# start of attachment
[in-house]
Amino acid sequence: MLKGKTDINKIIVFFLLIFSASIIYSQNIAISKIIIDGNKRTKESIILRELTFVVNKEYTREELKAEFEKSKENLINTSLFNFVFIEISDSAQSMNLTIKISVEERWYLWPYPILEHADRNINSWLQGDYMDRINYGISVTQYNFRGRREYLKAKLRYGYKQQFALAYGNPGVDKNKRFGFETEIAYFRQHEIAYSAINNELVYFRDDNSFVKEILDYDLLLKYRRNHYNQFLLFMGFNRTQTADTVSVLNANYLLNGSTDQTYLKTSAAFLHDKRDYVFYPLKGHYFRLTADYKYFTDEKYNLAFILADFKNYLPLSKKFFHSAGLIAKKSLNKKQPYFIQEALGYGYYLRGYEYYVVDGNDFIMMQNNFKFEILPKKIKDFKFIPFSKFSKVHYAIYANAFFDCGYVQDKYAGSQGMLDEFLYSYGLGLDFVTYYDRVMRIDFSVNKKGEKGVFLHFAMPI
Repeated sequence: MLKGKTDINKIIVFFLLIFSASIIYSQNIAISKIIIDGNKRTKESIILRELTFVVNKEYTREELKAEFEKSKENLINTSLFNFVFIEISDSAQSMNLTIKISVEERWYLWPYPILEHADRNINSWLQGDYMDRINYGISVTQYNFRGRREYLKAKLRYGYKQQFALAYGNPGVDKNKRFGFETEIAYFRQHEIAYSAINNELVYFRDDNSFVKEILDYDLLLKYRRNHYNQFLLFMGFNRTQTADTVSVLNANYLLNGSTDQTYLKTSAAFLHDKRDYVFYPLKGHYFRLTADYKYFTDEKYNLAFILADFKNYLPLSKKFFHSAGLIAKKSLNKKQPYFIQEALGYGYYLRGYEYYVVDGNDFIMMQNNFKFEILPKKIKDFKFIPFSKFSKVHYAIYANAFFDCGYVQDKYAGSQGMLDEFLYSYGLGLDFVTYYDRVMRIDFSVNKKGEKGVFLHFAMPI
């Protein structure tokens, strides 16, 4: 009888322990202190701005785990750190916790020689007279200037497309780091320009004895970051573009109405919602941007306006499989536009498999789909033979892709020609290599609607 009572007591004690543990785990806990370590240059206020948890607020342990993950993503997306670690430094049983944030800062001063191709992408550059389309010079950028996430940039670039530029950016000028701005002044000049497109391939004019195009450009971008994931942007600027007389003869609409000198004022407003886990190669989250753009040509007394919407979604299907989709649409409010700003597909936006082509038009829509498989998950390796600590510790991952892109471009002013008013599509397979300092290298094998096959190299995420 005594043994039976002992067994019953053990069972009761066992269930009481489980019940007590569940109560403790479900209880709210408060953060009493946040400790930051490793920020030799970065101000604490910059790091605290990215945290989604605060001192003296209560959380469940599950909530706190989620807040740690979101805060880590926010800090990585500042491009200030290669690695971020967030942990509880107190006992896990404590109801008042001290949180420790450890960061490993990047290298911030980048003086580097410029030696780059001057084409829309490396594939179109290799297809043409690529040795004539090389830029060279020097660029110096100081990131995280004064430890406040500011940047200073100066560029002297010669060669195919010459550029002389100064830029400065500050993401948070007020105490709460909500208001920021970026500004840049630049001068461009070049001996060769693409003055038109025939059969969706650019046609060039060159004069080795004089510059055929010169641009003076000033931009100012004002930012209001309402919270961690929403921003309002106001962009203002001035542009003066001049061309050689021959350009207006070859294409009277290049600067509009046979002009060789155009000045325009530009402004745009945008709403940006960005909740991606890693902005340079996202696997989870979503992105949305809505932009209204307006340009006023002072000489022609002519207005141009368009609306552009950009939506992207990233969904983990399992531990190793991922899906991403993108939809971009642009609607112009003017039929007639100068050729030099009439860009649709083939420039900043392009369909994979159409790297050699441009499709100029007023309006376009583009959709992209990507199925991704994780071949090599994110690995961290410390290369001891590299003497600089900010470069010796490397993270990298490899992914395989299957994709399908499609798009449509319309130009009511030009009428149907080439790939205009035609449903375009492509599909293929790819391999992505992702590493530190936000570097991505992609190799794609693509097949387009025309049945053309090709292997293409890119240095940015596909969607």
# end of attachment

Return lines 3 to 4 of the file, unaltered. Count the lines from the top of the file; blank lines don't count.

Repeated sequence: MLKGKTDINKIIVFFLLIFSASIIYSQNIAISKIIIDGNKRTKESIILRELTFVVNKEYTREELKAEFEKSKENLINTSLFNFVFIEISDSAQSMNLTIKISVEERWYLWPYPILEHADRNINSWLQGDYMDRINYGISVTQYNFRGRREYLKAKLRYGYKQQFALAYGNPGVDKNKRFGFETEIAYFRQHEIAYSAINNELVYFRDDNSFVKEILDYDLLLKYRRNHYNQFLLFMGFNRTQTADTVSVLNANYLLNGSTDQTYLKTSAAFLHDKRDYVFYPLKGHYFRLTADYKYFTDEKYNLAFILADFKNYLPLSKKFFHSAGLIAKKSLNKKQPYFIQEALGYGYYLRGYEYYVVDGNDFIMMQNNFKFEILPKKIKDFKFIPFSKFSKVHYAIYANAFFDCGYVQDKYAGSQGMLDEFLYSYGLGLDFVTYYDRVMRIDFSVNKKGEKGVFLHFAMPI
């Protein structure tokens, strides 16, 4: 009888322990202190701005785990750190916790020689007279200037497309780091320009004895970051573009109405919602941007306006499989536009498999789909033979892709020609290599609607 009572007591004690543990785990806990370590240059206020948890607020342990993950993503997306670690430094049983944030800062001063191709992408550059389309010079950028996430940039670039530029950016000028701005002044000049497109391939004019195009450009971008994931942007600027007389003869609409000198004022407003886990190669989250753009040509007394919407979604299907989709649409409010700003597909936006082509038009829509498989998950390796600590510790991952892109471009002013008013599509397979300092290298094998096959190299995420 005594043994039976002992067994019953053990069972009761066992269930009481489980019940007590569940109560403790479900209880709210408060953060009493946040400790930051490793920020030799970065101000604490910059790091605290990215945290989604605060001192003296209560959380469940599950909530706190989620807040740690979101805060880590926010800090990585500042491009200030290669690695971020967030942990509880107190006992896990404590109801008042001290949180420790450890960061490993990047290298911030980048003086580097410029030696780059001057084409829309490396594939179109290799297809043409690529040795004539090389830029060279020097660029110096100081990131995280004064430890406040500011940047200073100066560029002297010669060669195919010459550029002389100064830029400065500050993401948070007020105490709460909500208001920021970026500004840049630049001068461009070049001996060769693409003055038109025939059969969706650019046609060039060159004069080795004089510059055929010169641009003076000033931009100012004002930012209001309402919270961690929403921003309002106001962009203002001035542009003066001049061309050689021959350009207006070859294409009277290049600067509009046979002009060789155009000045325009530009402004745009945008709403940006960005909740991606890693902005340079996202696997989870979503992105949305809505932009209204307006340009006023002072000489022609002519207005141009368009609306552009950009939506992207990233969904983990399992531990190793991922899906991403993108939809971009642009609607112009003017039929007639100068050729030099009439860009649709083939420039900043392009369909994979159409790297050699441009499709100029007023309006376009583009959709992209990507199925991704994780071949090599994110690995961290410390290369001891590299003497600089900010470069010796490397993270990298490899992914395989299957994709399908499609798009449509319309130009009511030009009428149907080439790939205009035609449903375009492509599909293929790819391999992505992702590493530190936000570097991505992609190799794609693509097949387009025309049945053309090709292997293409890119240095940015596909969607």